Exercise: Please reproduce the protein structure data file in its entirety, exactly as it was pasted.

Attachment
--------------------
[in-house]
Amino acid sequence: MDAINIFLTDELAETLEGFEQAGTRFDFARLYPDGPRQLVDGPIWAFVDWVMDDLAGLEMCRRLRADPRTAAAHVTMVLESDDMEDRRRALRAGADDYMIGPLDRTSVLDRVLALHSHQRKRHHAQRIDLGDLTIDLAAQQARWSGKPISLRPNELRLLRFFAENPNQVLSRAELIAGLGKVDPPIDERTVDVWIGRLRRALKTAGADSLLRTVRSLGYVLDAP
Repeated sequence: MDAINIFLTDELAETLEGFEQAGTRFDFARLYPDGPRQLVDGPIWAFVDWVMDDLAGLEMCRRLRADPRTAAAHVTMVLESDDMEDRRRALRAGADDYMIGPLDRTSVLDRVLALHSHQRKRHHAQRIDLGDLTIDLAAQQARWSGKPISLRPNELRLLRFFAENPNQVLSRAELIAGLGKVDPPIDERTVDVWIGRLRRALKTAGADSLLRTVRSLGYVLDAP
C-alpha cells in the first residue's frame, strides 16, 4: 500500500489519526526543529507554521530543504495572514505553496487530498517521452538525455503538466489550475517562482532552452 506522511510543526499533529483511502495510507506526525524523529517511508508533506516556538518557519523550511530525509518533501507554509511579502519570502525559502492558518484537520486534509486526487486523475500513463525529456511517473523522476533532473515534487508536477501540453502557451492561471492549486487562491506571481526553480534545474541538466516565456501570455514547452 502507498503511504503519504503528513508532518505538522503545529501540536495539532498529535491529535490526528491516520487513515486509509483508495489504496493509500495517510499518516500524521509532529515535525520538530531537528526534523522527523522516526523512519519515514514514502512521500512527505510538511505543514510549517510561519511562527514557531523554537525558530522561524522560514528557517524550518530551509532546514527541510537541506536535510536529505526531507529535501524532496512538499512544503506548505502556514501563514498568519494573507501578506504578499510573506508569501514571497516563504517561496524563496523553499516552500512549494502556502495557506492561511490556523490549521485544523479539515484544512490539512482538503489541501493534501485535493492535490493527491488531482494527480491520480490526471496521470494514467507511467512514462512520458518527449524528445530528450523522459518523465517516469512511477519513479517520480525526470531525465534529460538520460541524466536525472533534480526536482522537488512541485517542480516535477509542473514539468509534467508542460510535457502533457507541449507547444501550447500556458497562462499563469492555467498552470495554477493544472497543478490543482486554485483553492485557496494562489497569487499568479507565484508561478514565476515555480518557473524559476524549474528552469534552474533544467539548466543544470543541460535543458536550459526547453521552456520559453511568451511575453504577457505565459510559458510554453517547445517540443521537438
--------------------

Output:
[in-house]
Amino acid sequence: MDAINIFLTDELAETLEGFEQAGTRFDFARLYPDGPRQLVDGPIWAFVDWVMDDLAGLEMCRRLRADPRTAAAHVTMVLESDDMEDRRRALRAGADDYMIGPLDRTSVLDRVLALHSHQRKRHHAQRIDLGDLTIDLAAQQARWSGKPISLRPNELRLLRFFAENPNQVLSRAELIAGLGKVDPPIDERTVDVWIGRLRRALKTAGADSLLRTVRSLGYVLDAP
Repeated sequence: MDAINIFLTDELAETLEGFEQAGTRFDFARLYPDGPRQLVDGPIWAFVDWVMDDLAGLEMCRRLRADPRTAAAHVTMVLESDDMEDRRRALRAGADDYMIGPLDRTSVLDRVLALHSHQRKRHHAQRIDLGDLTIDLAAQQARWSGKPISLRPNELRLLRFFAENPNQVLSRAELIAGLGKVDPPIDERTVDVWIGRLRRALKTAGADSLLRTVRSLGYVLDAP
C-alpha cells in the first residue's frame, strides 16, 4: 500500500489519526526543529507554521530543504495572514505553496487530498517521452538525455503538466489550475517562482532552452 506522511510543526499533529483511502495510507506526525524523529517511508508533506516556538518557519523550511530525509518533501507554509511579502519570502525559502492558518484537520486534509486526487486523475500513463525529456511517473523522476533532473515534487508536477501540453502557451492561471492549486487562491506571481526553480534545474541538466516565456501570455514547452 502507498503511504503519504503528513508532518505538522503545529501540536495539532498529535491529535490526528491516520487513515486509509483508495489504496493509500495517510499518516500524521509532529515535525520538530531537528526534523522527523522516526523512519519515514514514502512521500512527505510538511505543514510549517510561519511562527514557531523554537525558530522561524522560514528557517524550518530551509532546514527541510537541506536535510536529505526531507529535501524532496512538499512544503506548505502556514501563514498568519494573507501578506504578499510573506508569501514571497516563504517561496524563496523553499516552500512549494502556502495557506492561511490556523490549521485544523479539515484544512490539512482538503489541501493534501485535493492535490493527491488531482494527480491520480490526471496521470494514467507511467512514462512520458518527449524528445530528450523522459518523465517516469512511477519513479517520480525526470531525465534529460538520460541524466536525472533534480526536482522537488512541485517542480516535477509542473514539468509534467508542460510535457502533457507541449507547444501550447500556458497562462499563469492555467498552470495554477493544472497543478490543482486554485483553492485557496494562489497569487499568479507565484508561478514565476515555480518557473524559476524549474528552469534552474533544467539548466543544470543541460535543458536550459526547453521552456520559453511568451511575453504577457505565459510559458510554453517547445517540443521537438